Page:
Assuming that I have a rule that the identifier of each person is always included, one way to do that would be to compare two identifiers to see if they are equal. What I want to say is: "Select the legal authenticator if there does not exist an author who has the same id".
In XSLT, this would look something like:
match="cda:legalAuthenticator[if there does not exist an author with the same id]">
<!-- handle display of the legal authenticator -->
The first step in developing the predicate (the expression inside the brackets ) is comparing two identifiers. If $IDx and $IDy are variables representing two identifiers, I can compare them for equality as follows:
$IDx/@root = $IDy/@root and
($IDx/@extension = $IDy/@extension or
(not($IDx/@extension) and not($IDy/@extension))
That's complicated enough to start with, but it deals correctly with the fact that the extension attribute is optional in an element using the II data type. The following is much simpler and also works:
$IDx/@root = $IDy/@root and (string($IDx/@extension) = string($IDy/@extension))
It takes advantage of the fact that string() returns the empty string if the node-set passed to it is empty.
But, both the author and the legalAuthenticator element can have multiple identifiers, which makes this even more challenging. What I really need to say in my predicate is: Select all legalAuthenticator elements such that for all of their id elements, there does not exist an author with a matching identifier in any of its id elements. I need a way to find authors with a matching identifier.
Something like this looks like it might work:
(cda:id/@root = ../cda:author/cda:assignedAuthor/cda:id/@root) and
This fails because of the way XSLT evaluates the comparison between the node-sets using the equal operator. So, I cannot compare legalAuthenticator/assignedEntity/id/@root and to author/assignedAuthor/id/@root and legalAuthenticator/assignedEntity/id/@extension author/assignedAuthor/id/@extension in separate expressions like that, because I could have a matching root in one node, and a matching extension in node, and the result would evaluate to true, which would be wrong. This is a subtle error which only shows up in a very limited list of data sets. The following presents an example of XML that would cause this evaluation to fail.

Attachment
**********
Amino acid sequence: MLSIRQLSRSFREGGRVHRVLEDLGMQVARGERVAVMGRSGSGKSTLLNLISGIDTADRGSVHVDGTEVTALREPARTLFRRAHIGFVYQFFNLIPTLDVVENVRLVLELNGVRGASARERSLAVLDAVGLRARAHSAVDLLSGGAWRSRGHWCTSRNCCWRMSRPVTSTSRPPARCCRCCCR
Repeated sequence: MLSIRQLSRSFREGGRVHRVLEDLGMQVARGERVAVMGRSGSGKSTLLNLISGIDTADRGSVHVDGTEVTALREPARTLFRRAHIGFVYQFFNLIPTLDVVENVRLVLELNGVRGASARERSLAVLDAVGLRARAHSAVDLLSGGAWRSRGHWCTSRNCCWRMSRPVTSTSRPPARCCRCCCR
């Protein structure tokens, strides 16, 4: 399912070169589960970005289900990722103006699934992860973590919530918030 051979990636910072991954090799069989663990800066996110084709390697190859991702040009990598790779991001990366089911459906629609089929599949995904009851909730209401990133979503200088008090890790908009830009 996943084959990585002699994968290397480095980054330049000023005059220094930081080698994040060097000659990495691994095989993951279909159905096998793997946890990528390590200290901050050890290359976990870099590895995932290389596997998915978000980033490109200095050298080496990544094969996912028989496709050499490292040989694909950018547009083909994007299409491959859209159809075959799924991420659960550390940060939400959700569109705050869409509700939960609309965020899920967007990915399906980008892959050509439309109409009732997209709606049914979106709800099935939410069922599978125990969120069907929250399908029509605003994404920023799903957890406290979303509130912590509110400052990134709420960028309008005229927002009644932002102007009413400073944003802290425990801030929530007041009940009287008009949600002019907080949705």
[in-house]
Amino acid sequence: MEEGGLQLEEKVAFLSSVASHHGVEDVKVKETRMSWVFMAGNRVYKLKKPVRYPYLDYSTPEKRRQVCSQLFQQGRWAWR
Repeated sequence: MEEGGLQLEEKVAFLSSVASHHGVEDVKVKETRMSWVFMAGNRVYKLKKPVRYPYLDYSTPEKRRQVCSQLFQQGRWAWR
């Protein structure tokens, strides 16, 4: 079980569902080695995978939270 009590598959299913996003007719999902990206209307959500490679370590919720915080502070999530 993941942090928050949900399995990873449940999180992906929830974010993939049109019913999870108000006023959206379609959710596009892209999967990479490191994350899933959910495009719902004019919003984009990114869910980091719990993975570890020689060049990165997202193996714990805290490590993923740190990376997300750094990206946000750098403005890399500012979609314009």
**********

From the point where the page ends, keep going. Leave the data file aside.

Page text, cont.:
<id root="1" extension="1"/>
<id root="0" extension="0"/>
<id root="1" exension="0"/>
So, somehow, I have to be able to compare @root and string(@extension) together as a unit. It would certainly be nice if there was a function I could use to look up an element by a function over a set of attributes. That is in fact, the key [pun intended] to my solution.
We define a key for author identifiers based on the id/@root and id/@extension values as follows:
Later, when I want to test the legalAuthenticator element, I write the predicate thus:
This says: Select legalAuthenticator if there does not exist an assignedEntity/id in the legalAuthenticator such that the key constructed from its @root and @extension attributes that matches any of the keys used for an author identifier.
Done. And a lot more elegantly than I would have thought, although I gotta say, XPath is a nasty language to think in. Oh well, power has its own price.
P.S. If you want to simplify further, you can eliminate the count(...)!=0. I leave that in because it helps to document what the code is trying to do.